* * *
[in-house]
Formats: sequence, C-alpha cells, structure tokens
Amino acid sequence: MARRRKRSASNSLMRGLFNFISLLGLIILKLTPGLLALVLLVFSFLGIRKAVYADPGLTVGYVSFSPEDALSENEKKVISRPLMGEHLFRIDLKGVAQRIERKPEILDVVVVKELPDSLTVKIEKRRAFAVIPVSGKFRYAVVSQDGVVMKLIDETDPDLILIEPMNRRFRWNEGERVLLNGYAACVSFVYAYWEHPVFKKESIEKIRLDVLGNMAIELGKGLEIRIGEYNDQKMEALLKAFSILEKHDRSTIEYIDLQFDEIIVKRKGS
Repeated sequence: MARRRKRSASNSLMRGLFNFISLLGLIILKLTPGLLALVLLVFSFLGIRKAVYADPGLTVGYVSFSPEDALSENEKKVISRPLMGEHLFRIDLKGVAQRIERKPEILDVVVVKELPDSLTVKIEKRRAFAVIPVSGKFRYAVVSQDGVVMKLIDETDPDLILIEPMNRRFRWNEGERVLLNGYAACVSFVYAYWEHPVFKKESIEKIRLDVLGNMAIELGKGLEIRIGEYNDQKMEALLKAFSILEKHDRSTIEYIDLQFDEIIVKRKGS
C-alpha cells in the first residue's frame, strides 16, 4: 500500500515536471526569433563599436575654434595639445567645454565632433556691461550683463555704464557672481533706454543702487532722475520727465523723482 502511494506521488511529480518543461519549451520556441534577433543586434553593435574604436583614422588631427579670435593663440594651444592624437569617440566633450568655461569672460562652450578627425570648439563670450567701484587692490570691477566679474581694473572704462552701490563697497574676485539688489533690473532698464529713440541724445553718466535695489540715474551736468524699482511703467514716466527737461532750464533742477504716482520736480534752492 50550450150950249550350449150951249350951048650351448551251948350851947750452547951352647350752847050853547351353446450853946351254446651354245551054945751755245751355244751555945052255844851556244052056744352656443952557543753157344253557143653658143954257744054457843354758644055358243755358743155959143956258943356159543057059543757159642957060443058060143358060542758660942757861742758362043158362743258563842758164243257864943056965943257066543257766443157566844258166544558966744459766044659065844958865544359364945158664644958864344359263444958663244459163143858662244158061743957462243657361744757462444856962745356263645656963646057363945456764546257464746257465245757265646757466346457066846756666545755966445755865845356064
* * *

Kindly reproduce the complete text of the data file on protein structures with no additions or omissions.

[in-house]
Formats: sequence, C-alpha cells, structure tokens
Amino acid sequence: MARRRKRSASNSLMRGLFNFISLLGLIILKLTPGLLALVLLVFSFLGIRKAVYADPGLTVGYVSFSPEDALSENEKKVISRPLMGEHLFRIDLKGVAQRIERKPEILDVVVVKELPDSLTVKIEKRRAFAVIPVSGKFRYAVVSQDGVVMKLIDETDPDLILIEPMNRRFRWNEGERVLLNGYAACVSFVYAYWEHPVFKKESIEKIRLDVLGNMAIELGKGLEIRIGEYNDQKMEALLKAFSILEKHDRSTIEYIDLQFDEIIVKRKGS
Repeated sequence: MARRRKRSASNSLMRGLFNFISLLGLIILKLTPGLLALVLLVFSFLGIRKAVYADPGLTVGYVSFSPEDALSENEKKVISRPLMGEHLFRIDLKGVAQRIERKPEILDVVVVKELPDSLTVKIEKRRAFAVIPVSGKFRYAVVSQDGVVMKLIDETDPDLILIEPMNRRFRWNEGERVLLNGYAACVSFVYAYWEHPVFKKESIEKIRLDVLGNMAIELGKGLEIRIGEYNDQKMEALLKAFSILEKHDRSTIEYIDLQFDEIIVKRKGS
C-alpha cells in the first residue's frame, strides 16, 4: 500500500515536471526569433563599436575654434595639445567645454565632433556691461550683463555704464557672481533706454543702487532722475520727465523723482 502511494506521488511529480518543461519549451520556441534577433543586434553593435574604436583614422588631427579670435593663440594651444592624437569617440566633450568655461569672460562652450578627425570648439563670450567701484587692490570691477566679474581694473572704462552701490563697497574676485539688489533690473532698464529713440541724445553718466535695489540715474551736468524699482511703467514716466527737461532750464533742477504716482520736480534752492 50550450150950249550350449150951249350951048650351448551251948350851947750452547951352647350752847050853547351353446450853946351254446651354245551054945751755245751355244751555945052255844851556244052056744352656443952557543753157344253557143653658143954257744054457843354758644055358243755358743155959143956258943356159543057059543757159642957060443058060143358060542758660942757861742758362043158362743258563842758164243257864943056965943257066543257766443157566844258166544558966744459766044659065844958865544359364945158664644958864344359263444958663244459163143858662244158061743957462243657361744757462444856962745356263645656963646057363945456764546257464746257465245757265646757466346457066846756666545755966445755865845356064